>MONTHLY SST ANOMALY MAP
The map of Global OI.v2 SST anomalies for October 2010 downloaded from the NOAA NOMADS website is shown below. The peak of the seasonal elevated SST anomalies in the North Atlantic appears to have passed. They were enhanced this season by the Arctic sea ice melt associated with the last winter’s El Niño and with the 2009/10 upward shift in South Atlantic SST anomalies. The central equatorial Pacific SST anomalies are continuing their decline, and the Pacific is showing a classic La Niña pattern: Eastern tropical Pacific SST anomalies are depressed while the Kuroshio Extension in the northwest Pacific and the South Pacific Convergence Zone east of Australia have elevated SST anomalies.
October 2010 SST Anomalies Map (Global SST Anomaly = +0.19 deg C)
A NOTE ABOUT GLOBAL SST ANOMALIES
Global SST anomalies, based on the weekly Reynolds OI.v2 data, have made a rebound and taken another drop over the past month. This can be seen in the graph of weekly Global SST anomalies. The present value is about where it was a month ago, 0.095 deg C.
Weekly Global SST Anomalies
The next graph is a comparison of the global SST anomalies for 2010 compared to 1988, 1998, and 2007. Those were other transition years from El Niño to La Niña. In the graph, the data has been shifted so that the first weeks were all zeroed. The current transition is well within the range of past transitions from El Niño to La Niña.
Comparison Of Transitions From El Niño To La Nina
Monthly NINO3.4 SST anomalies are well below the -0.5 deg C threshold of a La Niña. The Monthly NINO3.4 SST Anomaly is -1.59 deg C. Weekly data has rebounded a bit and is now at -1.3 deg C.
Global SST anomalies took a good drop this month, -0.056 deg C. The decline in the Northern Hemisphere (-0.14 deg C) was partly offset by the increase in the Southern Hemisphere (+0.009 deg C).
Monthly Change = -0.056 deg C
NINO3.4 SST Anomaly
Monthly Change = -0.02 deg C
EAST INDIAN-WEST PACIFIC
The SST anomalies in the East Indian and West Pacific made a slight rise this month. Will they continue to rise, noticeably, in response to the La Niña as they have in the past?
I’ve added this dataset in an attempt to draw attention to what appears to be the upward step responses. Using the 1986/87/88 and 1997/98 El Niño events as references, East Indian-West Pacific SST Anomalies peak about 7 to 9 months after the peak of the NINO3.4 SST anomalies, so we shouldn’t expect any visible sign of a step change for almost 18 to 24 months. We’ll just have to watch and see.
East Indian-West Pacific (60S-65N, 80E-180)
Monthly Change = -0.007 deg C
Further information on the upward “step changes” that result from strong El Niño events, refer to my posts from a year ago Can El Niño Events Explain All of the Global Warming Since 1976? – Part 1 and Can El Niño Events Explain All of the Global Warming Since 1976? – Part 2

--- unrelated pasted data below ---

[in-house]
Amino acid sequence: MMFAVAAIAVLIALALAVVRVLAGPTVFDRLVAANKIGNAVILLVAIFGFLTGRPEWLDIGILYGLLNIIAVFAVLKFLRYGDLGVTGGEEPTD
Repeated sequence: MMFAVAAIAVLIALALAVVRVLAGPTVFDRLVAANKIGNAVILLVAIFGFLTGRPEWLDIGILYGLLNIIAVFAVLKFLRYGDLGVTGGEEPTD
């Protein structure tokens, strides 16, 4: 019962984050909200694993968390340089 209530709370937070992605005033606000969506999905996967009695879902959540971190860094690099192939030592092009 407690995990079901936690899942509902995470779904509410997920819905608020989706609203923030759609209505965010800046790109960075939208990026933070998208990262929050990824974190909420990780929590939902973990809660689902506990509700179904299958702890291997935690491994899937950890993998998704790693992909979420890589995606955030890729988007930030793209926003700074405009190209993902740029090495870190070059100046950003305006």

And for the discussions of the processes that cause the rise, refer to More Detail On The Multiyear Aftereffects Of ENSO – Part 2 – La Niña Events Recharge The Heat Released By El Niño Events AND…During Major Traditional ENSO Events, Warm Water Is Redistributed Via Ocean Currents -AND- More Detail On The Multiyear Aftereffects Of ENSO – Part 3 – East Indian & West Pacific Oceans Can Warm In Response To Both El Niño & La Niña Events
The animations included in post La Niña Is Not The Opposite Of El Niño – The Videos further help explain the reasons why East Indian and West Pacific SST anomalies can rise in response to both El Niño and La Niña events.
NOTE ABOUT THE DATA
The MONTHLY graphs illustrate raw monthly OI.v2 SST anomaly data from November 1981 to October 2010.
MONTHLY INDIVIDUAL OCEAN AND HEMISPHERIC SST UPDATES
Monthly Change = -0.139 deg C
Monthly Change = +0.009 deg C
North Atlantic (0 to 75N, 78W to 10E)
Monthly Change = -0.087 deg C
South Atlantic (0 to 60S, 70W to 20E)
Monthly Change = +0.127 deg C
Note: I discussed the upward shift in the South Atlantic SST anomalies in the post The 2009/10 Warming Of The South Atlantic.
North Pacific (0 to 65N, 100 to 270E, where 270E=90W)
Monthly Change = -0.172 Deg C
South Pacific (0 to 60S, 145 to 290E, where 290E=70W)
Monthly Change = -0.082 deg C
Indian Ocean (30N to 60S, 20 to 145E)
Monthly Change = +0.019 deg C
Arctic Ocean (65 to 90N)
Monthly Change = -0.075 deg C
Southern Ocean (60 to 90S)
Monthly Change = -0.031 deg C
WEEKLY NINO3.4 SST ANOMALIES
The weekly NINO3.4 SST anomaly data illustrate OI.v2 data centered on Wednesdays. The latest weekly NINO3.4 SST anomalies are -1.32 deg C. That’s an increase of about 0.5 deg C since the minimum of about a month ago.
Weekly NINO3.4 (5S-5N, 170W-120W)
The Optimally Interpolated Sea Surface Temperature Data (OISST) are available through the NOAA National Operational Model Archive & Distribution System (NOMADS).
>Thanks again Bob,Just something that looks quite off to me with OI.v2It looks like there is still a significant seasonality value left in the monthly regional SST series.The global looks okay but the regional/hemisphere anomalies clearly have a significant seasonal signal remaining. It might just be a visual artifact but if there is seasonality remaining, it really needs to be fixed and all the analysis based on it has to be redone after it is fixed. If so, it is major error.
>Bill: The NOAA SST climatology…ftp://ftp.emc.ncep.noaa.gov/cmb/sst/papers/aoiclim.pdf…leaves a significant seasonal component in the anomalies. I don't believe it was intentional. It's just that the seasonal cycle has changed significantly in the Northern Hemisphere since the 1997/98 El Nino. There's lots more seasonal sea ice melt contributing to the extra swings in the North Atlantic.